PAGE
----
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Jan. 30 — A corporation operating a Wisconsin restaurant properly was held liable under Title VII of the 1964 Civil Rights Act for a predecessor restaurant's retaliatory firing of a black employee who complained of racial harassment, the U.S. Court of Appeals for the Seventh Circuit ruled Jan. 29.
Applying a five-factor test, the Seventh Circuit said the district court didn't abuse its discretion in finding North Broadway Holdings Inc. liable as a successor for the misdeeds of Northern Star Hospitality Inc., which ran the now-closed Sparx Restaurant. Hospitality violated the Title VII rights of Dion Miller, a black assistant kitchen manager fired in October 2010, three weeks after he complained about a racist display in the kitchen.
The Equal Employment Opportunity Commission sued Hospitality on Miller's behalf, but after the company folded, the EEOC added North Broadway Holdings and Northern Star Properties LLC as defendants.
Following a bench trial, the U.S. District Court for the Western District of Wisconsin ruled Northern Star Properties and North Broadway Holdings could be held liable under Title VII based on two alternate and equitable determinations—a pierced corporate veil or successor liability.
A jury subsequently ruled for the EEOC on retaliation and awarded Miller $15,000 in compensatory damages. The trial judge added $43,300 in back pay plus a “tax-component award” of $6,495 to offset increased taxes Miller might be assessed.
The evidence supports successor liability for North Broadway Holdings, so there is no need to reach a pierced corporate veil theory, the Seventh Circuit said.
When Northern Star Hospitality dissolved, North Broadway Holdings was created, Judge Michael S. Kanne wrote. “Successor liability is meant for this very scenario; it helps make victims of discrimination whole under Title VII by combatting similar changes in business.”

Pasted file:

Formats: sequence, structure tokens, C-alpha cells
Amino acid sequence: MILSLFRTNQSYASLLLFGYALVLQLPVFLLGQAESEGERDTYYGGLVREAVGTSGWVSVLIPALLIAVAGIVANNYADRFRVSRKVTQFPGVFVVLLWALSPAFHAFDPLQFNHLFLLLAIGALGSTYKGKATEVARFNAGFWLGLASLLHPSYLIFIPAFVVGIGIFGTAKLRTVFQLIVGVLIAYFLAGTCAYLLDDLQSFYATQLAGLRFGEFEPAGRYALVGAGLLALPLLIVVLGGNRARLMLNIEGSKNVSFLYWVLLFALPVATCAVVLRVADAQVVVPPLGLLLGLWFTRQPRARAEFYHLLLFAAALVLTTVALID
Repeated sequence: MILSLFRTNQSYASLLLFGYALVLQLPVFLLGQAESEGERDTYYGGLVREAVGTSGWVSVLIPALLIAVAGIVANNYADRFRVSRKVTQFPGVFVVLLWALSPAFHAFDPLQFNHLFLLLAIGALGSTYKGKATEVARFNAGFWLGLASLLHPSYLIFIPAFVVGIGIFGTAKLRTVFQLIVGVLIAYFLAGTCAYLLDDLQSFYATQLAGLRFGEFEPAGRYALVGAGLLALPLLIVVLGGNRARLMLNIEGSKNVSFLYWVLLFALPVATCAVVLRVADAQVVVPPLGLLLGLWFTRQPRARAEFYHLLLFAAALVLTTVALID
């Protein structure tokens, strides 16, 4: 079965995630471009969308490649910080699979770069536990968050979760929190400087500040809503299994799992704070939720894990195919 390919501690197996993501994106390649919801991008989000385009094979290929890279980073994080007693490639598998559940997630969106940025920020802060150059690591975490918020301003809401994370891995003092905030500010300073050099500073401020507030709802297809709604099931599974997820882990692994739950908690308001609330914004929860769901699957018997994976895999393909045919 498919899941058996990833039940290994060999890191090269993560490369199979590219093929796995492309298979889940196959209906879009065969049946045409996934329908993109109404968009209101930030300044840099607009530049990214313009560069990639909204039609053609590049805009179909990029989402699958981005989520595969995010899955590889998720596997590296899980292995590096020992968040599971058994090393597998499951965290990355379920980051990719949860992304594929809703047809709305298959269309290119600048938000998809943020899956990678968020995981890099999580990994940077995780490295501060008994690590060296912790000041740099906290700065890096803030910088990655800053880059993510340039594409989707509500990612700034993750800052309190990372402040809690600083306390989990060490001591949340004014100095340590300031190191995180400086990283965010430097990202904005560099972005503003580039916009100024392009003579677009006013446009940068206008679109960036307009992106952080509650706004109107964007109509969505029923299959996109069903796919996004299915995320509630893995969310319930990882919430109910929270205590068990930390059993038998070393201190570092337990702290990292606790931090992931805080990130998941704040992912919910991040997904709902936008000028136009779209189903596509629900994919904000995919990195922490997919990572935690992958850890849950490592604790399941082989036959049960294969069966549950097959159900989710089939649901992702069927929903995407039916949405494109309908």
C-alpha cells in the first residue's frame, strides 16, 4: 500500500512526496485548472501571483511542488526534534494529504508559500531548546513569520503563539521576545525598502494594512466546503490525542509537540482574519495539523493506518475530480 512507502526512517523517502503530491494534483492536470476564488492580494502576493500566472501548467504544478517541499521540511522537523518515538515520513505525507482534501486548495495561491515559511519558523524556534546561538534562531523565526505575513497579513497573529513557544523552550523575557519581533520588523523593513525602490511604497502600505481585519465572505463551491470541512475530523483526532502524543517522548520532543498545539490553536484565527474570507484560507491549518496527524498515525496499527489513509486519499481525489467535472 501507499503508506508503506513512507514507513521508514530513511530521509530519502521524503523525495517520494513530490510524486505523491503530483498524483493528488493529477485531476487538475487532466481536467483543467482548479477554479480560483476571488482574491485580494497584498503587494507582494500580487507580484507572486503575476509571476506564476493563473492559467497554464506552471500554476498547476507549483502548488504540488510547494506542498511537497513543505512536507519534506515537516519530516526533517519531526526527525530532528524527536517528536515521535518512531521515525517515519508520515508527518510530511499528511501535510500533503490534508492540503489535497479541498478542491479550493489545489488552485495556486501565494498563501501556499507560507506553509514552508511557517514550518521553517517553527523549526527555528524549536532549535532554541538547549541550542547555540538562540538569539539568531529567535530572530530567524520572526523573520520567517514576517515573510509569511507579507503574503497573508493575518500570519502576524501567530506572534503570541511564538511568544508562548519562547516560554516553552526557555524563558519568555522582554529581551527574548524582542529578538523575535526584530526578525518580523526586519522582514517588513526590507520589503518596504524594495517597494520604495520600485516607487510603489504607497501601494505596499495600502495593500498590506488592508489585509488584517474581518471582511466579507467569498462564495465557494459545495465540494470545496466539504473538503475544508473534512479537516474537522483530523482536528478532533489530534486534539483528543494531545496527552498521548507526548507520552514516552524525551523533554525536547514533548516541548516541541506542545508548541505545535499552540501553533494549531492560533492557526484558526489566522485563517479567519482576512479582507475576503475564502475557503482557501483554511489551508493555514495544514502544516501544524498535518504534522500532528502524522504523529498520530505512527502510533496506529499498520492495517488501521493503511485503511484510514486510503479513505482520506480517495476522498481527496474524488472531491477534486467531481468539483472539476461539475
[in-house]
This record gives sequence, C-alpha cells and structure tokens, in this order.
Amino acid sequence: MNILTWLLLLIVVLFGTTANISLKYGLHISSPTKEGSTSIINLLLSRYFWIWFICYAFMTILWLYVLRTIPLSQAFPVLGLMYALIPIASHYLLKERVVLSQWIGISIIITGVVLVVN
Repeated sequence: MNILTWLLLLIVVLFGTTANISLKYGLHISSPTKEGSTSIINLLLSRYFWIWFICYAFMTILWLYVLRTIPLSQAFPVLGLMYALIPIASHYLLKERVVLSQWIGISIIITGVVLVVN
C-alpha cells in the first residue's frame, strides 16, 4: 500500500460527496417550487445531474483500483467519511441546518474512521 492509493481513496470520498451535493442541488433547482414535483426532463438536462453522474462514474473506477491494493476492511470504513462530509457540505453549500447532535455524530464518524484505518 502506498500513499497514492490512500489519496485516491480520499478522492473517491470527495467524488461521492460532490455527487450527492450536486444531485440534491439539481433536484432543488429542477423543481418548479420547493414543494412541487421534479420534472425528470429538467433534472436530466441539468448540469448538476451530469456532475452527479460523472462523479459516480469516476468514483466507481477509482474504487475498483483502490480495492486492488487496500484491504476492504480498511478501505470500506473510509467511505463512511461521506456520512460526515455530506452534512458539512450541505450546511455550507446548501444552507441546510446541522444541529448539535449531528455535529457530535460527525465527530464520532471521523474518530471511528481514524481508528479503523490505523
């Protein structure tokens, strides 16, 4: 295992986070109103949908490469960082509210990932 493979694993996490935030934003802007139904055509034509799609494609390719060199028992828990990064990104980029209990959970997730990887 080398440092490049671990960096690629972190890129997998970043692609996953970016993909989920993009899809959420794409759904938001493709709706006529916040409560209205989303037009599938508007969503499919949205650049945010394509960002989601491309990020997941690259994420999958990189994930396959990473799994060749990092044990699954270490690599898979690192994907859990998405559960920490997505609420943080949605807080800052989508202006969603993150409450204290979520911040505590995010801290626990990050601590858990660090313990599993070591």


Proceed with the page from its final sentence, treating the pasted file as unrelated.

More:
Under Teed v. Thomas & Betts Power Solutions LLC, 711 F.3d 763, 20 WH Cases2d 726 (7th Cir. 2013), a court considers whether the successor had notice of the pending lawsuit, whether the predecessor could have provided the relief sought before the sale or dissolution, whether the predecessor could have provided relief after the sale or dissolution, whether the successor can provide the relief sought and whether there is continuity between the operations and workforces of the predecessor and successor.
Chris Brekken, the sole owner of Properties, which leased the Menomonie, Wis., building to Northern Star Hospitality and North Broadway Holdings, also was the sole shareholder, officer and director of Northern Star Hospitality and North Broadway Holdings, the court said.
North Broadway Holdings was formed in March 2012 to operate a Denny's Restaurant in the building after Brekken closed Sparx in June 2012, the court recounted. About 50 percent of the workforce hired for Denny's previously had worked for Sparx. The funds to open the Denny's mostly had come from Northern Star Hospitality, the court said.
All the companies had notice of the EEOC suit, and Northern Star Hospitality couldn't have paid any judgment after Sparx closed, the court said. Those factors weigh in favor of successor liability, as does the interrelationship among the entities controlled by Brekken, the court said.
“Because each of the factors weighs in favor of successor liability, the district court did not abuse its discretion when it found Holdings to be a successor of Hospitality and therefore liable to Miller,” the court said.
The defendants also challenged the district court's awarding $6,495 to offset any tax burden Miller might bear as a result of his $43,300 lump-sum back pay award.
But citing Eshelman v. Agere Sys., Inc., , 554 F.3d 426, 21 AD Cases 865 (3d Cir. 2009), and Sears v. Atchison, Topeka & Santa Fe Ry. Co. 749 F.2d 1451, 36 FEP Cases 783 (10th Cir. 1984), the court said “we join the Third and Tenth Circuits in affirming a tax-component award in the Title VII context.”
The back pay award would put Miller into a higher tax bracket and the resulting tax increase would “decrease the sum total he should have received had he not been unlawfully terminated,” the court said.
“Put simply, without the tax-component award, [Miller] will not be made whole, a result that offends Title VII's remedial scheme,” the court said.
Although the district court should have described how it arrived at the 15 percent figure used to compute the award, the trial court didn't “abuse its wide discretion in granting this modest, equitable remedy,” Kanne wrote.
Judges Daniel A. Manion and Joel M. Flaum joined in the decision.
The EEOC in Washington represented the agency. The Schwartz Law Firm represented the corporate defendants.
To contact the reporter on this story: Kevin McGowan in Washington at firstname.lastname@example.org
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Text of the opinion is available at http://www.bloomberglaw.com/public/document/Eeoc_v_N_Star_Hospitality_No_141660_2015_BL_21437_7th_Cir_Jan_29_.
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